Don Cheech has made Rosebank his home with Americanized Italian cuisine | The dish
STATEN ISLAND, NY — To fully appreciate Don Cheech, a new client must become familiar with his details. Chef Massimo Felici enters The dish this week to introduce us to his new Rosebank restaurant and his menu. Plus, he’s excited to show some behind-the-scenes footage of some of his bells and whistles.
But first, why the name “Don Cheech”?
Felici says it’s an endearing term. The native of Florence, Italy explains, “I use it – I got it from the people in Staten Island, so I started using it. Since this is my first time opening an American-style Italian restaurant, I thought I would continue with the theme. And it’s a catchy name.
Don Cheech comes to 1271 Bay St. in its inaugural week for dinner only. The crew will head to lunches which are scheduled to start at noon on Tuesday 24 May.
THE CHARM OF LITTLE ITALY
The Staten Islanders may remember the address of its older iterations – most recently Phunky Elephant and, before that, Albostan and, a separate company, Steven Dominick’s. Under his tenure as owner, Felici overhauled the first floor and underground kitchen to completely change the flow and feel of the spaces. The fresh look, lighting, and outdoor seating provide little surprises that collectively give the place the old-school charm of Little Italy.
Felici says, “Lots of brass accents and lots of woodwork give it a soft, warm and inviting look. There is dim lighting everywhere. The chef eschews the din and clubbiness of loud music in a restaurant and he has emphasized a relatively more subdued environment focused on conversation and convivial conversation.
Before getting into the food, a turn comes from Felici. From the front door of a venue that has been under construction for nine months, a red awning extends to the sidewalk and a hinged neon sign hangs from the building, two details rarely found in modern New York restaurants. Strolling through a small lobby, guests can sit in a leather chair in the lounge or head to the docking station to sit in one of the dining areas.
The bar offers unique amenities, by certain standards. For the catering grunt, an automatic glass ice cube and a bar made of marble and covered with quartz (it cannot be stained) are things to marvel at. For the brown liquor connoisseur, there are several top notch and downright rare selections to linger over. To name a few, there are the George T. Stagg, Eagle Rove and Pappy Van Winkle brands of Kentucky Bourbon Whiskey plus Welles Wheat Bourbon.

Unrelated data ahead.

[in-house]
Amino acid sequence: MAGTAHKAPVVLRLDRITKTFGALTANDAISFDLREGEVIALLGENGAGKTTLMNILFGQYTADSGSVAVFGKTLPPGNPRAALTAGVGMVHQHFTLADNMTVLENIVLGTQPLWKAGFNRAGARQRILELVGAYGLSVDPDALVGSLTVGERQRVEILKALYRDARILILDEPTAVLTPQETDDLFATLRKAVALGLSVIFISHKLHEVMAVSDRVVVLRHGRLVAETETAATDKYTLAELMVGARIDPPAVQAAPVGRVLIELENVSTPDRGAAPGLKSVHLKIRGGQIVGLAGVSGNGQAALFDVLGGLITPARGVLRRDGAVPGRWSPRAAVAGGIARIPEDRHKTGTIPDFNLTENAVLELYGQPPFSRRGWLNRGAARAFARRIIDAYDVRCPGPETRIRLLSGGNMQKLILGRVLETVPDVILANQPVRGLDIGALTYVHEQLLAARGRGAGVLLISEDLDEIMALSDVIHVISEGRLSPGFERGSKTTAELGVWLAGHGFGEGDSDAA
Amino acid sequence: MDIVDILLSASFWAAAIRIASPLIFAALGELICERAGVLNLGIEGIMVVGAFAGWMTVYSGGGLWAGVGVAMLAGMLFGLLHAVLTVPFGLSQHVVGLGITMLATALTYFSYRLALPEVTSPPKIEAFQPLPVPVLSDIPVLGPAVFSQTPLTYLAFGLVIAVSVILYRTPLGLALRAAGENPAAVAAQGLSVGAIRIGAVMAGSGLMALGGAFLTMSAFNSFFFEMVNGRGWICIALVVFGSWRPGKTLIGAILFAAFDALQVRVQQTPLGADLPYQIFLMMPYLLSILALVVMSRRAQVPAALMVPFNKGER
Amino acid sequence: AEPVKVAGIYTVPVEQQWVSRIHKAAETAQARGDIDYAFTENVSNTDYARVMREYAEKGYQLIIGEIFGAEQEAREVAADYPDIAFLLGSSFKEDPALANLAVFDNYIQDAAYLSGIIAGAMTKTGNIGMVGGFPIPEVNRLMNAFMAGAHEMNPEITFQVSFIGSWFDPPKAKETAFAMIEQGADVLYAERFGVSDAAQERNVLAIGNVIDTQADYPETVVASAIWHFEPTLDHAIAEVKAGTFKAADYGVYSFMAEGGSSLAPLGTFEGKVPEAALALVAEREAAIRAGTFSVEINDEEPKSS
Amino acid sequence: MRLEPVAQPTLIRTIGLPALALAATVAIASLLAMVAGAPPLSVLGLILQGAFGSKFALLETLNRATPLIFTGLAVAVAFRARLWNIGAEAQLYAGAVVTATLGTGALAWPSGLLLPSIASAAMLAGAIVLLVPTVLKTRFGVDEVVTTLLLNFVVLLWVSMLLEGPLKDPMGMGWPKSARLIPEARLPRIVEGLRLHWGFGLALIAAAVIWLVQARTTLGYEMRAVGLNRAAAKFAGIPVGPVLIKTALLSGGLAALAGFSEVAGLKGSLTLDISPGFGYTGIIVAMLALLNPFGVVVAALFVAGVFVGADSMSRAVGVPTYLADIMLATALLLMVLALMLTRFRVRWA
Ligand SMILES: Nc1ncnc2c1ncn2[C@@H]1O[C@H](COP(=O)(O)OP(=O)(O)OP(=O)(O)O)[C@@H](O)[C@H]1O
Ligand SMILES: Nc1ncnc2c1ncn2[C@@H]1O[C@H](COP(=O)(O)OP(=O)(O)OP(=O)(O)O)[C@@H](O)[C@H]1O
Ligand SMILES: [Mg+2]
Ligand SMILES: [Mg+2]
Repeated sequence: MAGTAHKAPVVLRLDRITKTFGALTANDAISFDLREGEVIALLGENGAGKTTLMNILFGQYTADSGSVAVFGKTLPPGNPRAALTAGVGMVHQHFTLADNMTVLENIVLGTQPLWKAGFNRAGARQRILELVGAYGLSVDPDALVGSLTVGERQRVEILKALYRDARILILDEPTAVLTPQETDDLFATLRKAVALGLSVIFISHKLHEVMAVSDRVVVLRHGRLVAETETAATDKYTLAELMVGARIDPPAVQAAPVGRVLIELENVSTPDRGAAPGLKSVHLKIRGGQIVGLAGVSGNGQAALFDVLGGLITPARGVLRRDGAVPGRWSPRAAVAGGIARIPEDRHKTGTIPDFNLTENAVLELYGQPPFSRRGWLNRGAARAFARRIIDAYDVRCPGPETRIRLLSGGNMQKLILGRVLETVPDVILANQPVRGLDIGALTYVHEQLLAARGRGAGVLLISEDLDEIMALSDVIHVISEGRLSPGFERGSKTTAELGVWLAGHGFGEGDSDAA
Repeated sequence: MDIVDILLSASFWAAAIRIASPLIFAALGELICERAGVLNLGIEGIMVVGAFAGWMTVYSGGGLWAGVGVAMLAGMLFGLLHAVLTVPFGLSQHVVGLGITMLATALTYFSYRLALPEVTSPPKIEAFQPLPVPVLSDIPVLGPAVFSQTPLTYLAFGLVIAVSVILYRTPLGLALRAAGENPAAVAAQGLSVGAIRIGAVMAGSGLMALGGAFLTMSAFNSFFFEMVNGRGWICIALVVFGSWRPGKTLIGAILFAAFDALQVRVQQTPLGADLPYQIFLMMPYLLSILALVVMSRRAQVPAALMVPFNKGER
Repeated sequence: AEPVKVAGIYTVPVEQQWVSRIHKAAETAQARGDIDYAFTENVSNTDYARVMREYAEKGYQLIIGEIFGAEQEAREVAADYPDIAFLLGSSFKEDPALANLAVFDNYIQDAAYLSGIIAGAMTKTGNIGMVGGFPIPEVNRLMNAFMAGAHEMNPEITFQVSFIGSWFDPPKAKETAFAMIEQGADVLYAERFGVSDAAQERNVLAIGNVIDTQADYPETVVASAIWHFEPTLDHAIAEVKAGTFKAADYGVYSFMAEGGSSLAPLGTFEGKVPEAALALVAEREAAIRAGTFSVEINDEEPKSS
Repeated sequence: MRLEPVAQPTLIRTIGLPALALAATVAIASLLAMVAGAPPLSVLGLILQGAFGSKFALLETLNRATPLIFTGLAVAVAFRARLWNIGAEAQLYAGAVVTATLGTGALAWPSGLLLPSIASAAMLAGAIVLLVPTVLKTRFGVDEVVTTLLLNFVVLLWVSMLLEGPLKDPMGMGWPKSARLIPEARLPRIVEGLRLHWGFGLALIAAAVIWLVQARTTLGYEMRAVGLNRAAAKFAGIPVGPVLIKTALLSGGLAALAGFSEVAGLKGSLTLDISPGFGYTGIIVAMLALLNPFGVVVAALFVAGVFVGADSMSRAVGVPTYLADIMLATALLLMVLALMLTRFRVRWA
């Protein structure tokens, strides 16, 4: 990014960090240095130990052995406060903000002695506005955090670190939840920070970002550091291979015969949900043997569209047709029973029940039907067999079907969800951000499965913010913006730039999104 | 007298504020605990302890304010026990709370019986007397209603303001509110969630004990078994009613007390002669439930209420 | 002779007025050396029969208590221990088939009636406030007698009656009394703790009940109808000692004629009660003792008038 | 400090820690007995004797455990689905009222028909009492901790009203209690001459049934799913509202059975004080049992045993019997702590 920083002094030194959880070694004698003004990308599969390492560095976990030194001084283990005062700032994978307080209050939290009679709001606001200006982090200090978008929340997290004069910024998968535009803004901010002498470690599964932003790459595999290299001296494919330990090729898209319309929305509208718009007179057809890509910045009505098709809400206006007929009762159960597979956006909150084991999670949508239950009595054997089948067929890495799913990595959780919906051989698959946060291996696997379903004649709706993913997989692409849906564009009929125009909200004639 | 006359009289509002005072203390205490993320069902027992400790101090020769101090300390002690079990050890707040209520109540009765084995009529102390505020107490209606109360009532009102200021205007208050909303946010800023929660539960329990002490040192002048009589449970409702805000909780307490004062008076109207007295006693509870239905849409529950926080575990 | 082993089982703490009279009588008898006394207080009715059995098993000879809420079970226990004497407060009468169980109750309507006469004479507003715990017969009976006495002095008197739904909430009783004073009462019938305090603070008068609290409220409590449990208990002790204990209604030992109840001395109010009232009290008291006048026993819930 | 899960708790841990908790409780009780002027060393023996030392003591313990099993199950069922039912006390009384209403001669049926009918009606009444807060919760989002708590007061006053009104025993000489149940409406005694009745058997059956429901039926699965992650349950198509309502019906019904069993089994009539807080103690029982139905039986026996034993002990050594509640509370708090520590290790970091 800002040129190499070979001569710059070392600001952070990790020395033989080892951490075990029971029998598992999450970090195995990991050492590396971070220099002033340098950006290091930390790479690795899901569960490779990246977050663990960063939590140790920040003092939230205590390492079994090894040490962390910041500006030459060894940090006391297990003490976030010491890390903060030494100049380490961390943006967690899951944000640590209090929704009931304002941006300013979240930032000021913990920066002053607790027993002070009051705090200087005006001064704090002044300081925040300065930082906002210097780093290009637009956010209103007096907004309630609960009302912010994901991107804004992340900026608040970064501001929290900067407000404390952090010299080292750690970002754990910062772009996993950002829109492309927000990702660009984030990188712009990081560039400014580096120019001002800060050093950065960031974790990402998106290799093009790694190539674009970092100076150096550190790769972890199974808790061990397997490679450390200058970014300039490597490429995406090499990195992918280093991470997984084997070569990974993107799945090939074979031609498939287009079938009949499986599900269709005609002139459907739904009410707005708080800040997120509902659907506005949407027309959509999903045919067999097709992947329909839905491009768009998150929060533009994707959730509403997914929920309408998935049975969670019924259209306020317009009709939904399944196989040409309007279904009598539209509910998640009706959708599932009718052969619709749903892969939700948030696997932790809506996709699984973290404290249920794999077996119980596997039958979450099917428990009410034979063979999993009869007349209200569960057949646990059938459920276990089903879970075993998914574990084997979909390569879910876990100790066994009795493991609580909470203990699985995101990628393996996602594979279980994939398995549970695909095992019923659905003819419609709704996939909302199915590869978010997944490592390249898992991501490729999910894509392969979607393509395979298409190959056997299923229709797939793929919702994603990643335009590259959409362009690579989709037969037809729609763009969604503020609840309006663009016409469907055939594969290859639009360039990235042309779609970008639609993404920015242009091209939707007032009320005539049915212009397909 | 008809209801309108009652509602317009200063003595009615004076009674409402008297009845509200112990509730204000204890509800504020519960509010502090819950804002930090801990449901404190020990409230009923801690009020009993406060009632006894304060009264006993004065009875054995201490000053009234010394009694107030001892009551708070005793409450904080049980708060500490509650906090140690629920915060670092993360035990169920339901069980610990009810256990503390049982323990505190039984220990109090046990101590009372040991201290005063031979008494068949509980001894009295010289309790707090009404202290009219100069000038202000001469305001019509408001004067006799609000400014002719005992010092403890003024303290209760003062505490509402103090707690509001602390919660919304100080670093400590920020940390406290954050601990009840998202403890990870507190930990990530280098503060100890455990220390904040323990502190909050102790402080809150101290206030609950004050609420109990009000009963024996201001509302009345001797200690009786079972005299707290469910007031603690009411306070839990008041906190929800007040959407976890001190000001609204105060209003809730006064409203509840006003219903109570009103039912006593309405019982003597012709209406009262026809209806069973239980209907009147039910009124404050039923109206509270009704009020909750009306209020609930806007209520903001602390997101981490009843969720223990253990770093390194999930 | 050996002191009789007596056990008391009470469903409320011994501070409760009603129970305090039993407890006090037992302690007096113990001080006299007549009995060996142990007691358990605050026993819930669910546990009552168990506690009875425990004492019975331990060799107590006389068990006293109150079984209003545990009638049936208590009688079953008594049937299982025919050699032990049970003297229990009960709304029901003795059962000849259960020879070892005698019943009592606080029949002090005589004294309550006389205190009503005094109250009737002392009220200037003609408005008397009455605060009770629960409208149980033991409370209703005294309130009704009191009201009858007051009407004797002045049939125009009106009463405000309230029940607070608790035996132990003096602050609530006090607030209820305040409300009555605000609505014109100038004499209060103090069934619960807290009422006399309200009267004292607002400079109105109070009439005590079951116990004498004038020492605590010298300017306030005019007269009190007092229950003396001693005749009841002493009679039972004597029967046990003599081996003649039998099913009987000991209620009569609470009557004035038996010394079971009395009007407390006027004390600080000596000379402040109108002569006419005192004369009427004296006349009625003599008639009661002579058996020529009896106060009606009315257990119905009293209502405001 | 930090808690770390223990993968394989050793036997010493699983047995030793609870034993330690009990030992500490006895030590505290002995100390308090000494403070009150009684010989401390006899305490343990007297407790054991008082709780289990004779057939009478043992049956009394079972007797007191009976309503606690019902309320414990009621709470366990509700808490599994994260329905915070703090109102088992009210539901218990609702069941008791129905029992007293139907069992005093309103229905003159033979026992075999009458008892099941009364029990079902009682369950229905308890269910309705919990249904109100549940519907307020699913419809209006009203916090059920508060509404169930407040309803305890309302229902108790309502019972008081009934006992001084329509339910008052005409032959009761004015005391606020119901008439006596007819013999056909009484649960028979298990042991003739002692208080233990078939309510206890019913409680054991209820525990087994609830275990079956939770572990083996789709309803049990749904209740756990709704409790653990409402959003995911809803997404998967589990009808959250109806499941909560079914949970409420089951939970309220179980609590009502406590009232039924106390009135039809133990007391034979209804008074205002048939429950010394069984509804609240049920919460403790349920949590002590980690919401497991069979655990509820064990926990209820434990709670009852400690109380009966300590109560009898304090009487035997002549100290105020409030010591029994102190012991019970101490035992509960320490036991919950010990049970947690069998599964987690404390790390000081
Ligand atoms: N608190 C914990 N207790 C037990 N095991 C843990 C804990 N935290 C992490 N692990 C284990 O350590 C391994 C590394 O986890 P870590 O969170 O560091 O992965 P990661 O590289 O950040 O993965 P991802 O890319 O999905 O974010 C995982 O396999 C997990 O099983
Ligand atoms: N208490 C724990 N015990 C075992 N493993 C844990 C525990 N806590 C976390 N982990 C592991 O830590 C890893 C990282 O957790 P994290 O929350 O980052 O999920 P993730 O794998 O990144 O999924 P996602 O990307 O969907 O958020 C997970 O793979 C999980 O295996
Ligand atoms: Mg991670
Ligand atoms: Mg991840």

Guests can sit indoors under authentic tin ceilings in one of two plush areas with brass over red tones and plenty to look at. A dining room at the front and a partitioned bar with exposed bricks can accommodate 40 guests. Past a glass-enclosed wine cellar of Italian and Californian wines is a small room that offers one in a back dining room, space for 35, and accommodations for tables of 10 and 12.
Outside, Felici steps into her new “toy” on The Dish, a crisp white pergola imported from Turkey with a retractable roof, walls and windows. The glossy white structure amplifies the sun and a white-walled bar to one side. The chef hopes a garden will creep along the trellis-covered walls.
GET DOWN WITH FOOD
Felici presents an extensive menu of “Americanized” Italian dishes with appetizers ranging from $8 to $24 – butterfly-stuffed shrimp, head on fennel-orange salad, seafood salad, raw oysters and clams, as well as seared beef carpaccio and Fritto Misto of mixed seafood and vegetables. Soups and salads average $15 to include escarole, bean and lentil soups as well as Caprese and Caesar salads. Pasta starts with the Pennette Arrabbiata ($18) and turns into Stuffed Pillows Cacio & Pepe Gnocchi ($25) with a Spicy Cavatappi Vokda ($24) with optional extras like Kaluga Caviar ($25), Prawns ( $3) and chicken ($10).
Appetizers include classic chicken parm ($24), St. Louis ribs with pickled peppers ($34), and beef like The Wagyu Burger ($24), Steak Diane with 16-ounce NY Strip ($52) and Tomahawk for two (market price.) Desserts are homemade.
Valet parking is offered daily, even during lunch. For now, the hours are 5:00 p.m. to 9:30 p.m. for dinner Tuesday through Thursday, Friday and Saturday until 10:30 p.m. and Sunday until 9:00 p.m.
Don Cheech is located at 1271 Bay St., Rosebank; 718-285-4401.
Pamela Silvestri is editor-in-chief of Advance Food. She can be reached at [email protected].